The simplest way to run a command with a system account – for example testing the installation process of an installation script – is using PsExec.
PSEXEC -i -s cmd.exe
This will open a new Cmd-window as system.
Occasionally it comes in very handy to quickly look up build number information about Office, SCCM, …
I found this convenient blog which makes this very easy: https://buildnumbers.wordpress.com/
Apparently it’s really easy to setup kiosk mode in Windows 8.1.
See this article at HTG for more info.
You are annoyed by the ‘Get Windows 10’ icon, because you don’t want to upgrade to Windows 10 yet. You also want to reclaim the Gigabytes of Windows 10 setup files which Microsoft put on your harddisk (without asking …)
Then check out the free tool ‘GWX Control Panel’.
You can find this tool here: http://ultimateoutsider.com/downloads/
When performing a silent install, catching the return code is useful for troubleshooting.
For a list of Return Codes (= Exit Codes / Windows System Error Codes), see below links from Microsoft and Symantec:
Overview of Windows Installer error codes (from Microsoft):
Note that exit codes may be different.
Return code for Office 2010 updates:
The installer of SAP GUI will generate different exit codes. See link below:
After some testing with Linux I figured I didn’t need it on this machine. As a 128GB SSD is not that gigantic I wanted to reclaim the diskspace it used.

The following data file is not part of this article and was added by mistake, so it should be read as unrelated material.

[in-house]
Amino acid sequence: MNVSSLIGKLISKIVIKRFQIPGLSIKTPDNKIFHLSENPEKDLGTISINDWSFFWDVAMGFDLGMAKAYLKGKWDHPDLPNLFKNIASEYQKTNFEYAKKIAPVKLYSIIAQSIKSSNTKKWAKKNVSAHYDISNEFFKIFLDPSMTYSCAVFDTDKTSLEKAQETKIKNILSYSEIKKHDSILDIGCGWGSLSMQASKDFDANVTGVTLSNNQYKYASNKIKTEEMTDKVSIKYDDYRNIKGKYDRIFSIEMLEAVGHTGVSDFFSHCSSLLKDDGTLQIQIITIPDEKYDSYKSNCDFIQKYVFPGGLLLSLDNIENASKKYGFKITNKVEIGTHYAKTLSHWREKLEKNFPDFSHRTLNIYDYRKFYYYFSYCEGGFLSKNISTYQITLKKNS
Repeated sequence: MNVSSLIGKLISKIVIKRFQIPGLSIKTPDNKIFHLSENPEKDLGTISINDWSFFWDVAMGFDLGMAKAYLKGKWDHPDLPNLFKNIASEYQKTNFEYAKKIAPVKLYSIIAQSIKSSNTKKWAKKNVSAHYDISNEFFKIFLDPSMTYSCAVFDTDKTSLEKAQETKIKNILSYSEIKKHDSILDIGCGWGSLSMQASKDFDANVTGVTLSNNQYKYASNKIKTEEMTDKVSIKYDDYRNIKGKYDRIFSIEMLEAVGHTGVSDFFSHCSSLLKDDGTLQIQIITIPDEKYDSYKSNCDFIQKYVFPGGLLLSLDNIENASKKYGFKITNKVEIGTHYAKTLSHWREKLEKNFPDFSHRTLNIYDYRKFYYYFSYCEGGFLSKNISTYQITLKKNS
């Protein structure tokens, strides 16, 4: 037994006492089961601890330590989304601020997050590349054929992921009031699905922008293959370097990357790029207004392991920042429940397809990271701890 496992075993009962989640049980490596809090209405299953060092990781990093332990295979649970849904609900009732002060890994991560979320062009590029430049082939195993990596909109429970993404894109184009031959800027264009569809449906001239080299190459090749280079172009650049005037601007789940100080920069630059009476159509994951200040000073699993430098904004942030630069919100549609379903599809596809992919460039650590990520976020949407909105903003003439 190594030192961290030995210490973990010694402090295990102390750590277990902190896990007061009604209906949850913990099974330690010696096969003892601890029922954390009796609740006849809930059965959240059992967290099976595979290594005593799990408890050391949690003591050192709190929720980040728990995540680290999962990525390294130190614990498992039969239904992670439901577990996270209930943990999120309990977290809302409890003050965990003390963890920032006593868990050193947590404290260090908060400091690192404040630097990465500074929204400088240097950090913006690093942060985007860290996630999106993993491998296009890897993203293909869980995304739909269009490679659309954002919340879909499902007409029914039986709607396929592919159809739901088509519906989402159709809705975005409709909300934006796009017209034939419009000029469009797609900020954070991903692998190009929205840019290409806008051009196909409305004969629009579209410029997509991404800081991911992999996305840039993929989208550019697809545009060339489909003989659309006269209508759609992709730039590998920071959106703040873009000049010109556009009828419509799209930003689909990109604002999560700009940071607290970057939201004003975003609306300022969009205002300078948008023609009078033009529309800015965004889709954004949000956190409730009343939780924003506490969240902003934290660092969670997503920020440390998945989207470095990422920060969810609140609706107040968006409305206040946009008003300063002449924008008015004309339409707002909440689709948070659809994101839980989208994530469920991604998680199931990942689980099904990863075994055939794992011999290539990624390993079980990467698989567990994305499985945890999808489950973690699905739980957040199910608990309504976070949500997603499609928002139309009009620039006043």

The configuration was pretty basic: 2 partitions for Windows 8.1 (350MB system reserved partition and a large Windows partition) and 2 partitions for Linux (swap and ext4). Simply deleting the Linux partition rendered the system to an unbootable state. After resizing the Windows partition again and reinstalling Linux the system booted again.
Some time later I continued my quest for disk space reclaiming. Basically I used the procedure on techmesto.com.
To be a little more on the safe time now I removed GRUB2 first: I booted from my Windows 8.1 USB install disk. When the first dialog came up (language selection) I pressed Shift-F10 to open a Cmd prompt. I ran the “bootrec.exe /fixmbr” command and after reboot GRUB2 was indeed gone.
I deleted the Linux partitions with the Windows Disk Management. Then I booted from a Linux Live USB disk and increased the Windows partition size again with GParted.